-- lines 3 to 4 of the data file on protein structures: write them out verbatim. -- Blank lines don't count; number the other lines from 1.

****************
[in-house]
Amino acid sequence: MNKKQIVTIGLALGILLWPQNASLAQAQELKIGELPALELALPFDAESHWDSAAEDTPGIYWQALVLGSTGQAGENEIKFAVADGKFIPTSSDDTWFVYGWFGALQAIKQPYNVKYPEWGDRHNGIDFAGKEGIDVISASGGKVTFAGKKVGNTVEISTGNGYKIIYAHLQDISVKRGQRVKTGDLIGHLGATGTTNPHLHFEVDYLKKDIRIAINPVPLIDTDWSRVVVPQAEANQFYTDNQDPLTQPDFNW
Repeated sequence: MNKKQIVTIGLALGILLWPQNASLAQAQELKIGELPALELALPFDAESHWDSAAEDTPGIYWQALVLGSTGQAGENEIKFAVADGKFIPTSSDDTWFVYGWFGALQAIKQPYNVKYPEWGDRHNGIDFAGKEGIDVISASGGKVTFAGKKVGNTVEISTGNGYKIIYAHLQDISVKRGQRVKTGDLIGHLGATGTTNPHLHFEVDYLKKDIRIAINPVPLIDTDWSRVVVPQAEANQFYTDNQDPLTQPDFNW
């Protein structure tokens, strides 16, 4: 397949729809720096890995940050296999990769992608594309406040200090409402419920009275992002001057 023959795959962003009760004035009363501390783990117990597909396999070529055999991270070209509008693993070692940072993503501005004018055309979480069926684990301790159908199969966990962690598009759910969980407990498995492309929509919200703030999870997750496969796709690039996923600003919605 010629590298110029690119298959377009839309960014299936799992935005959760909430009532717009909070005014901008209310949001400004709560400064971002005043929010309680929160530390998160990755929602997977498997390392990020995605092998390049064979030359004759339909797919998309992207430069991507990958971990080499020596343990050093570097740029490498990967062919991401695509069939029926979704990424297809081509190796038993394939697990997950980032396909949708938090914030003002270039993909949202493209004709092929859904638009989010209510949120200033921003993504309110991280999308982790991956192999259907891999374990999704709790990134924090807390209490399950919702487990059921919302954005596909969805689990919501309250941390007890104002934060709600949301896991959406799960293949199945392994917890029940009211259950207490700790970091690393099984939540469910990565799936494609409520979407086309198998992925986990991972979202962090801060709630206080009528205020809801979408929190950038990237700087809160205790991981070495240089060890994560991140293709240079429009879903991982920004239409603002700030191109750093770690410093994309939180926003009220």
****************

Repeated sequence: MNKKQIVTIGLALGILLWPQNASLAQAQELKIGELPALELALPFDAESHWDSAAEDTPGIYWQALVLGSTGQAGENEIKFAVADGKFIPTSSDDTWFVYGWFGALQAIKQPYNVKYPEWGDRHNGIDFAGKEGIDVISASGGKVTFAGKKVGNTVEISTGNGYKIIYAHLQDISVKRGQRVKTGDLIGHLGATGTTNPHLHFEVDYLKKDIRIAINPVPLIDTDWSRVVVPQAEANQFYTDNQDPLTQPDFNW
């Protein structure tokens, strides 16, 4: 397949729809720096890995940050296999990769992608594309406040200090409402419920009275992002001057 023959795959962003009760004035009363501390783990117990597909396999070529055999991270070209509008693993070692940072993503501005004018055309979480069926684990301790159908199969966990962690598009759910969980407990498995492309929509919200703030999870997750496969796709690039996923600003919605 010629590298110029690119298959377009839309960014299936799992935005959760909430009532717009909070005014901008209310949001400004709560400064971002005043929010309680929160530390998160990755929602997977498997390392990020995605092998390049064979030359004759339909797919998309992207430069991507990958971990080499020596343990050093570097740029490498990967062919991401695509069939029926979704990424297809081509190796038993394939697990997950980032396909949708938090914030003002270039993909949202493209004709092929859904638009989010209510949120200033921003993504309110991280999308982790991956192999259907891999374990999704709790990134924090807390209490399950919702487990059921919302954005596909969805689990919501309250941390007890104002934060709600949301896991959406799960293949199945392994917890029940009211259950207490700790970091690393099984939540469910990565799936494609409520979407086309198998992925986990991972979202962090801060709630206080009528205020809801979408929190950038990237700087809160205790991981070495240089060890994560991140293709240079429009879903991982920004239409603002700030191109750093770690410093994309939180926003009220």